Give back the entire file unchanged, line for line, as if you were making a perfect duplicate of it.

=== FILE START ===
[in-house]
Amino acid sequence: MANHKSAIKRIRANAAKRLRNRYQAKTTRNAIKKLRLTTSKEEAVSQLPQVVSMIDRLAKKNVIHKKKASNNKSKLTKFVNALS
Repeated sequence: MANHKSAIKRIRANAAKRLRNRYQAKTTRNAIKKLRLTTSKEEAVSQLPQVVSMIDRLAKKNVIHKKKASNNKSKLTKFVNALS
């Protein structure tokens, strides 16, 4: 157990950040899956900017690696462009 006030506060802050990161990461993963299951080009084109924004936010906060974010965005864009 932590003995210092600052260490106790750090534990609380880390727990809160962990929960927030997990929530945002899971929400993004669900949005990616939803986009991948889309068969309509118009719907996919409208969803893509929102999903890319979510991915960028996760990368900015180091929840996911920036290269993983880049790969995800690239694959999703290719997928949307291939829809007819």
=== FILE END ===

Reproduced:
[in-house]
Amino acid sequence: MANHKSAIKRIRANAAKRLRNRYQAKTTRNAIKKLRLTTSKEEAVSQLPQVVSMIDRLAKKNVIHKKKASNNKSKLTKFVNALS
Repeated sequence: MANHKSAIKRIRANAAKRLRNRYQAKTTRNAIKKLRLTTSKEEAVSQLPQVVSMIDRLAKKNVIHKKKASNNKSKLTKFVNALS
């Protein structure tokens, strides 16, 4: 157990950040899956900017690696462009 006030506060802050990161990461993963299951080009084109924004936010906060974010965005864009 932590003995210092600052260490106790750090534990609380880390727990809160962990929960927030997990929530945002899971929400993004669900949005990616939803986009991948889309068969309509118009719907996919409208969803893509929102999903890319979510991915960028996760990368900015180091929840996911920036290269993983880049790969995800690239694959999703290719997928949307291939829809007819």